Running helps Austin man through drug addiction – Spectrum News

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Like so many others, Shawn Livingston’s life changed on Sept. 11, 2001. He watched on TV what happened that day and it altered his path in life.
“I kind of knew at that moment I was just floundering in college. It just wasn’t for me,” says Livingston.” So, I decided to enlist very shortly after that and ship off to boot camp.”
Livingston joined the U.S. Air Force Reserve, but while training one day, he hurt his back. He tried to push through the injury, but one morning woke up and couldn’t sit up in bed. He said the doctors at the time did what they thought was best and gave him painkillers.
“I took them and it was like a Band-Aid. It masked the pain,” says Livingston. “I’d keep refilling the scripts and running back out there and it was just beat down, beat down, beat down. Towards the end of the tour, it was to a point where I could barely move.”
When Livingston returned from Iraq, he went through withdrawal from the painkillers.
“It’s pretty undescribable the feeling you get when you are in withdrawal from these pills,” says Livingston. “You want to jump out of your skin. Words can’t even do it justice.”
He got to a point where he felt like he needed medication just to function in daily life. But when he couldn’t get pills anymore, he turned to heroin. 
“It was as normal for me to wake up and shoot heroin as it is for everybody else to wake up and brush their teeth,” says Livingston.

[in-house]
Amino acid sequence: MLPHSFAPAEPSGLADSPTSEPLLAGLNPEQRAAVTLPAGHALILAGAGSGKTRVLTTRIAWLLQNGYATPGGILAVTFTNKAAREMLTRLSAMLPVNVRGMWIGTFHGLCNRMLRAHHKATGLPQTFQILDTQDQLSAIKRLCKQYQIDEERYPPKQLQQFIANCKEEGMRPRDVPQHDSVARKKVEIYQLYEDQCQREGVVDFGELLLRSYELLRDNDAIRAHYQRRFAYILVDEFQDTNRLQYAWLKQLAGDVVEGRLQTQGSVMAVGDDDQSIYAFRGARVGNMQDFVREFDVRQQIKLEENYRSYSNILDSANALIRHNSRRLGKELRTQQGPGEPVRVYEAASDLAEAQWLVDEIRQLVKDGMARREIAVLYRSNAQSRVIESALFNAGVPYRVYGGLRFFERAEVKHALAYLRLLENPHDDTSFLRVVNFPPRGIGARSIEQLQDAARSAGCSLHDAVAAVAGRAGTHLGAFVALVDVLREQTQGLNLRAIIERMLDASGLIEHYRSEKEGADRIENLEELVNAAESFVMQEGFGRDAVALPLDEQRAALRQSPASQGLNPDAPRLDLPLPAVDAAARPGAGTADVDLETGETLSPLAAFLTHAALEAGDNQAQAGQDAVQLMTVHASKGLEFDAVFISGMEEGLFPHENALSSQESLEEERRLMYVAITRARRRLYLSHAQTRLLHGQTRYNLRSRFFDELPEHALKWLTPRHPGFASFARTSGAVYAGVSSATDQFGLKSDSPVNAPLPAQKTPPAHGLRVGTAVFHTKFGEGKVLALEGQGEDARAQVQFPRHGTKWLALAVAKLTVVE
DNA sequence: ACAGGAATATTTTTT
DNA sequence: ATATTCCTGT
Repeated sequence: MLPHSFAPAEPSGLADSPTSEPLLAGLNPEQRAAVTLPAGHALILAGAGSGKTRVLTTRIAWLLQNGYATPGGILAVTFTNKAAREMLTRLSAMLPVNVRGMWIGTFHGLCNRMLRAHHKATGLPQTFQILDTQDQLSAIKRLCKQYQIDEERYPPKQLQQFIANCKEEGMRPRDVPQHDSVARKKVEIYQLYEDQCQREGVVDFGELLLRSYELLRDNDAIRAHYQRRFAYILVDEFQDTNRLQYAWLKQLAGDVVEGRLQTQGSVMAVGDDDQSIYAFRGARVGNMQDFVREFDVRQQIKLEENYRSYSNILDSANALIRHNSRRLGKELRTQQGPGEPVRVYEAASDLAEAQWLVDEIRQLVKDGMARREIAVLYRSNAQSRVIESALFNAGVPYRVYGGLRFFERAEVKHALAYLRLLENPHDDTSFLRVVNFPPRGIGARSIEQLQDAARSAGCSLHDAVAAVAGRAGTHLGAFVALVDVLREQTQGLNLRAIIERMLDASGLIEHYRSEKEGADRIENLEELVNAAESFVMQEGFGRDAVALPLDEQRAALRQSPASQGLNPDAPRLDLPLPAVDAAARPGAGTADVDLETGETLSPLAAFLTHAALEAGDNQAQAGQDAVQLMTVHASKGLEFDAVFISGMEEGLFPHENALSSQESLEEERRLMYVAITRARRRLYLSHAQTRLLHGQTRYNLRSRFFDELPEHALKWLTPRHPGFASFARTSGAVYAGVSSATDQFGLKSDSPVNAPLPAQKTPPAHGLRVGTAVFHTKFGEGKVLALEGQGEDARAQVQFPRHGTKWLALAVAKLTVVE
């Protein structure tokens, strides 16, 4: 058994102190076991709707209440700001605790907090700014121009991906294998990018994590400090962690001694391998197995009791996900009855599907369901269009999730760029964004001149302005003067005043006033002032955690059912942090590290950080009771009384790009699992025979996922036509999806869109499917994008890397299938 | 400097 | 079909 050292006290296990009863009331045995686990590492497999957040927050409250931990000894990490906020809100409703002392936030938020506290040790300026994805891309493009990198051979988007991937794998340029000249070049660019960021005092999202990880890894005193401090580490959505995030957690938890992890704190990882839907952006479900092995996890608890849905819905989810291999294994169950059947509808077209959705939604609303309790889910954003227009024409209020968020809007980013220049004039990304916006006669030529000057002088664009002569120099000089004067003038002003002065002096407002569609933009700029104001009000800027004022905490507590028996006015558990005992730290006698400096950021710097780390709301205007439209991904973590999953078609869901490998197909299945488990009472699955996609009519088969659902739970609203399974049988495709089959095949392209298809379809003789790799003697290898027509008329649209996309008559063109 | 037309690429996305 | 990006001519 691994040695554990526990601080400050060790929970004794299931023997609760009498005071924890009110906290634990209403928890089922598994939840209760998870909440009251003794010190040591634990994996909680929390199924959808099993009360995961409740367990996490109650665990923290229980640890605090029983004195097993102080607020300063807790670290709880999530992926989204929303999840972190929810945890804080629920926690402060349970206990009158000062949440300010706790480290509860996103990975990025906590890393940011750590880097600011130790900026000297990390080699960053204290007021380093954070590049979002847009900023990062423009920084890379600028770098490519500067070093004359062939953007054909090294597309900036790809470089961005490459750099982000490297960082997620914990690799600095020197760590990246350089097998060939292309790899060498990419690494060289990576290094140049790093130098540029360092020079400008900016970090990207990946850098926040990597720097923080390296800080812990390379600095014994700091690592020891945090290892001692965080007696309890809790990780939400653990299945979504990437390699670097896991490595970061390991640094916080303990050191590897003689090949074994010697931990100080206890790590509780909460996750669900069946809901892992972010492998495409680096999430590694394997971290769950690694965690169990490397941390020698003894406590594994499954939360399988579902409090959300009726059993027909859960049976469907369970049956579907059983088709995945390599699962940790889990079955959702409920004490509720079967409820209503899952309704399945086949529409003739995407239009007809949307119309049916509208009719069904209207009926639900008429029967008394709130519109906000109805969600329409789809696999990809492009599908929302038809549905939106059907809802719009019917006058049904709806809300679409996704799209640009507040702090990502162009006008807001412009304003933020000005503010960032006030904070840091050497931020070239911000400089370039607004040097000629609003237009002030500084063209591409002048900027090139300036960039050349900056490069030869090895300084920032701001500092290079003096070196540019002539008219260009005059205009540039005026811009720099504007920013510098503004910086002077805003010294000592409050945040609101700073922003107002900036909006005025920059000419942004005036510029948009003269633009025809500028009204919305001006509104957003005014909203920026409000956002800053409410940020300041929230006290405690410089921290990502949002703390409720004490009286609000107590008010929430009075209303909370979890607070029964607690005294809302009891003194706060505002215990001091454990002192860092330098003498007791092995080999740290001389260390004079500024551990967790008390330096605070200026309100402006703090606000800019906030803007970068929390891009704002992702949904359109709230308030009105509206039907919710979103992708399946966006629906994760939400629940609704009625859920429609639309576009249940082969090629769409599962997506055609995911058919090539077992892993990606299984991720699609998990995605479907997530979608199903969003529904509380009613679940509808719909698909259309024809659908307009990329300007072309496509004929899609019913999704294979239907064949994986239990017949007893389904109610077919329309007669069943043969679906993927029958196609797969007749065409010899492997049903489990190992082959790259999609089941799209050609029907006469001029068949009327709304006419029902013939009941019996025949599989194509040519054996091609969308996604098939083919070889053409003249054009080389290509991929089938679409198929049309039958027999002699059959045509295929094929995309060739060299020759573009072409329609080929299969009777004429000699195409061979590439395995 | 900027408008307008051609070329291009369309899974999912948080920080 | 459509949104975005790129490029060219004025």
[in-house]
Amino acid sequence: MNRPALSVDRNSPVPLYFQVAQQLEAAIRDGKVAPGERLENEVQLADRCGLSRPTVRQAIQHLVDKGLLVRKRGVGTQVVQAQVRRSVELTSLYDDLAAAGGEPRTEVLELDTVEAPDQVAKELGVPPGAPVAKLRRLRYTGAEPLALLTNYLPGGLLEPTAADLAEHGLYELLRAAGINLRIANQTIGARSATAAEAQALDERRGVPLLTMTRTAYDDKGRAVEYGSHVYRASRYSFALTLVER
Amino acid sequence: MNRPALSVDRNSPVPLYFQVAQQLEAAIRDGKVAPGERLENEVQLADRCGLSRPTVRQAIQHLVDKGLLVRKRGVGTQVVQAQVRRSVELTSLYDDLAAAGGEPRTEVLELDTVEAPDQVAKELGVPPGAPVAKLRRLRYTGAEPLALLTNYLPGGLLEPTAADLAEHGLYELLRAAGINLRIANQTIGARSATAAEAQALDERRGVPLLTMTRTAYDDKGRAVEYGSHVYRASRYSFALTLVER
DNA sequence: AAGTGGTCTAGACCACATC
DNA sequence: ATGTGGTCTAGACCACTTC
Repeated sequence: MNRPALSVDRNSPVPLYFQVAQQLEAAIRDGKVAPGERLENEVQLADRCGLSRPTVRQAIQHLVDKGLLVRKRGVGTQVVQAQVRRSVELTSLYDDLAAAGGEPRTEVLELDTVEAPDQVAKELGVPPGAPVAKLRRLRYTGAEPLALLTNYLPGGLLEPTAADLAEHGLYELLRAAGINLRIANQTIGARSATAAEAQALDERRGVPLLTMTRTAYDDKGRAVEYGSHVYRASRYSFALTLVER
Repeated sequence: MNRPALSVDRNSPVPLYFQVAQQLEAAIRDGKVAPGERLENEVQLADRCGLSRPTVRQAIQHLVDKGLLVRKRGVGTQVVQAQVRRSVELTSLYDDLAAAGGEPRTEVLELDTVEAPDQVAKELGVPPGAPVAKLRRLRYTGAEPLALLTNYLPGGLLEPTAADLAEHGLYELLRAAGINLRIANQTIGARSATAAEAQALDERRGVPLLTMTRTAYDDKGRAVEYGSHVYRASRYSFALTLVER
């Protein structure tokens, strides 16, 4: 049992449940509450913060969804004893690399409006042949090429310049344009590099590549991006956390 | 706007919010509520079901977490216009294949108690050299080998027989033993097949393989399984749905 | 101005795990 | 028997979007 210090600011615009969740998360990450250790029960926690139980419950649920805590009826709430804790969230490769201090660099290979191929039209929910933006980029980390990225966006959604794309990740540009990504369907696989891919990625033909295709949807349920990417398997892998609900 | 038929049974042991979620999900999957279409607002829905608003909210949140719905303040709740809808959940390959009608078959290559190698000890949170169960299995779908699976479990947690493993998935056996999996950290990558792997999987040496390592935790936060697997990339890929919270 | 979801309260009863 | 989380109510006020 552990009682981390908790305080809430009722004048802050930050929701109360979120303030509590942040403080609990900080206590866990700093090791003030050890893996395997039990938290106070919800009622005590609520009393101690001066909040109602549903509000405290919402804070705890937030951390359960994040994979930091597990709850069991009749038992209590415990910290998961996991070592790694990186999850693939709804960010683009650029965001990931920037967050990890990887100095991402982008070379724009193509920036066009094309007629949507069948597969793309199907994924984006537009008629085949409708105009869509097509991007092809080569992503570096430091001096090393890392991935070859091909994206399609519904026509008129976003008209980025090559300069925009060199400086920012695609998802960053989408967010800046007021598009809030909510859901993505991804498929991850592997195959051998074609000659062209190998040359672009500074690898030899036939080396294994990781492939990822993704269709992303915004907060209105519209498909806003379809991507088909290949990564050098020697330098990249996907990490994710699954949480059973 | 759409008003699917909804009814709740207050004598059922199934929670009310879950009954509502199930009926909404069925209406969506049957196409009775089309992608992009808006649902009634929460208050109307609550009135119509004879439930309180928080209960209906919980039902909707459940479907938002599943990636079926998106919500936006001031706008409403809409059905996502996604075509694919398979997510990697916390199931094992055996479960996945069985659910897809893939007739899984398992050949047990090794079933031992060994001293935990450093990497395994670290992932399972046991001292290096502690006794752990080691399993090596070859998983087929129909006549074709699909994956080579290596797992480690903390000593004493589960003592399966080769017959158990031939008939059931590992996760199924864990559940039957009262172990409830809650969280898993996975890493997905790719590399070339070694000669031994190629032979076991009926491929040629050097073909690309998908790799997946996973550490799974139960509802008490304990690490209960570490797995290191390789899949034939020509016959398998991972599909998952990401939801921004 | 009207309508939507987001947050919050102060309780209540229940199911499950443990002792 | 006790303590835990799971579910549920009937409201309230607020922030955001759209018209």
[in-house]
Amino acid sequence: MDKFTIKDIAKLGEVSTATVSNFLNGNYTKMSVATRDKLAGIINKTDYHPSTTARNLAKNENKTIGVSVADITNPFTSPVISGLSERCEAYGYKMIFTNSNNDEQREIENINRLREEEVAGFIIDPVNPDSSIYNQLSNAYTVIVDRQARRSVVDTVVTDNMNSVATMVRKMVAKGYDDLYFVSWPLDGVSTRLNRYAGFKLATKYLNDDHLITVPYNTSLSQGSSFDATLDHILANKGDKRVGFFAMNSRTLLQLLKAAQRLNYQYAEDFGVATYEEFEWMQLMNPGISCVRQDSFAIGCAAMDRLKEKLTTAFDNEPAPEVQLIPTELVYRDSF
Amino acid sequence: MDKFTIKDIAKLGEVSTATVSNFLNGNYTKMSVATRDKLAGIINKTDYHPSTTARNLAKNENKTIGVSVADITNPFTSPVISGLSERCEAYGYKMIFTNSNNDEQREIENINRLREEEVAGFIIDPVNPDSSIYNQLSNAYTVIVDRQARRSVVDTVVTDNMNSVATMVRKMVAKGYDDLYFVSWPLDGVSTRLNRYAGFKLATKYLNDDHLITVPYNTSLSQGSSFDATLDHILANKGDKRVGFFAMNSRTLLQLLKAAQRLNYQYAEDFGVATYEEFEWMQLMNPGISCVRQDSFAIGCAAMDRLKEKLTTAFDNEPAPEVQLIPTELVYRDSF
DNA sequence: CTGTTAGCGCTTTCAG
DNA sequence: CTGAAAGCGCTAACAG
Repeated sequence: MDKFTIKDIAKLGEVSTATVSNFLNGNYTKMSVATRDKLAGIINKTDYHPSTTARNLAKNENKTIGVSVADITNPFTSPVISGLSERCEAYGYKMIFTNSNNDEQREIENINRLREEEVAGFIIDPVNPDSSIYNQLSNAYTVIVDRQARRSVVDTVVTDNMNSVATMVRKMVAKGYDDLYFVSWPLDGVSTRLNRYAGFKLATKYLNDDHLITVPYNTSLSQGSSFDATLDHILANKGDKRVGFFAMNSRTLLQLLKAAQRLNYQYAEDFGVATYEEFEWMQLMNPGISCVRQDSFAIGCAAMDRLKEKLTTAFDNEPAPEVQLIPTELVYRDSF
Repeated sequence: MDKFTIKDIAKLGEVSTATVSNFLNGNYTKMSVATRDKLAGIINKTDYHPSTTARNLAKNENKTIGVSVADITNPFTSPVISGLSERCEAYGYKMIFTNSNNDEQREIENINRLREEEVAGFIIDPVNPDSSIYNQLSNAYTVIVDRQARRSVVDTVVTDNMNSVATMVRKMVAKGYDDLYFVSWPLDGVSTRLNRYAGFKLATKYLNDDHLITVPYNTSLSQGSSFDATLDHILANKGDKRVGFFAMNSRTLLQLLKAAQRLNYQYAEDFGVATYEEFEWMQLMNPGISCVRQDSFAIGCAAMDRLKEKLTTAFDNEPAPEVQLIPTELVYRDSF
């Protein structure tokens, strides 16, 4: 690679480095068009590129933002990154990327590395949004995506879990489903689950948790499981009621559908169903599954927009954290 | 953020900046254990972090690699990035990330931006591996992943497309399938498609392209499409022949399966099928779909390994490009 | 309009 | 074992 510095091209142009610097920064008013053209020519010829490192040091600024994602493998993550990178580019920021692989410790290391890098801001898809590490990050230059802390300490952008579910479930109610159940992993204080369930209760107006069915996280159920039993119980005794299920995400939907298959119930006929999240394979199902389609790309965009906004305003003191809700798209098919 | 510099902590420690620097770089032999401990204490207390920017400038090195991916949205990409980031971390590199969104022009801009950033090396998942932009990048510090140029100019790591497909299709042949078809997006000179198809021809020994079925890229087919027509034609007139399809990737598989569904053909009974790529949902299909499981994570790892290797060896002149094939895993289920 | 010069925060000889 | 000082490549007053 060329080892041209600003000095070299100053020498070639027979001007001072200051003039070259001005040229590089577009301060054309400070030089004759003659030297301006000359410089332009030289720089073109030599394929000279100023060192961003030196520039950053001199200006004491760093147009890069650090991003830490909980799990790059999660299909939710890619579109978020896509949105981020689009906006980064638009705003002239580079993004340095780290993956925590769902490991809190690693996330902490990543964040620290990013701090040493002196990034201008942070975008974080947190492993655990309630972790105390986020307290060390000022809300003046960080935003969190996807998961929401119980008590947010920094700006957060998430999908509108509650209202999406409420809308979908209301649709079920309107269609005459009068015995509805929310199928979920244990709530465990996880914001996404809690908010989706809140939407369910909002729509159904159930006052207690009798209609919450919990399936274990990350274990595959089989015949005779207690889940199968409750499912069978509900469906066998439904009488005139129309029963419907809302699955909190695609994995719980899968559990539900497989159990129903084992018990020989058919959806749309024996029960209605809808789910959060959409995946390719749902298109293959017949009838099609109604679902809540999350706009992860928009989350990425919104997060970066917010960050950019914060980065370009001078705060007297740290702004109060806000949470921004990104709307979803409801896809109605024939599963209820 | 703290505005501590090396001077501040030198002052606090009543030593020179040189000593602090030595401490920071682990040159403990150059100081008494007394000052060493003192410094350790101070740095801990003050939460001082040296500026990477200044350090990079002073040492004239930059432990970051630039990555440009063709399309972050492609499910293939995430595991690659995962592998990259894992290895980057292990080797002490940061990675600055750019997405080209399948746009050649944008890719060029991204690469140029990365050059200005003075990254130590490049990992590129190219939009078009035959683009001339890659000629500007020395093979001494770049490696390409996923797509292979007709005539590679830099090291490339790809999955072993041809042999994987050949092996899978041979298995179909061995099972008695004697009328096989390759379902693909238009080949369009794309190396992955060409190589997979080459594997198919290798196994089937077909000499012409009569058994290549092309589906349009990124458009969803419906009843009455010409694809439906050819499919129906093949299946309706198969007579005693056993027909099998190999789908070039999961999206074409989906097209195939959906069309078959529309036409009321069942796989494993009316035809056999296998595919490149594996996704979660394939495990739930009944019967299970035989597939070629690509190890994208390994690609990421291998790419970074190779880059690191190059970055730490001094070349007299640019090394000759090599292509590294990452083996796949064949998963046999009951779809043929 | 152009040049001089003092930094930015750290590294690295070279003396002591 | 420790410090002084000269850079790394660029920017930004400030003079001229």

His addiction to drugs led him to getting arrested and eventually serving time in jail. It was there he decided he wanted to make some changes in his life.
“I just remember being in county jail, getting ready to go to prison and saying I don’t belong here. These were not my people,” says Livingston.
As part of his hopes for recovery, Livingston signed into a 6-month treatment center in Austin. It was in Austin, where this Ohio native found a running group and a new outlet in his life.
“One of the most powerful groups of people I’ve ever met in my life in the running community,” says Livingston. “It all saved my life.”
As he got more and more into running and enjoyed it, Livingston gave trail racing a try. He found a local woman to train him and they set off on testing his ability.
He first ran a 10K and then a 30K, upping the distance as time went on. Not only did Livingston enjoy running, he found out he was good at it as well and kept pushing himself. He has now competed in 100-mile races and qualified for some of the biggest events, like the Western States Endurance Run. 
“I just sit there flabbergasted, like how did this happen to me? How could all this bad stuff end up having this positive effect in my life,” says Livingston. “I’m very sorry for the people that I hurt in the process, my family and friends. But I definitely know now that I had to go through everything that I did to be who I am today.”
Livingston is not only competing in trail races but also training others in the gym and works helping folks with drug problems. His story was also turned into a documentary called "100 Miles to Redemption."

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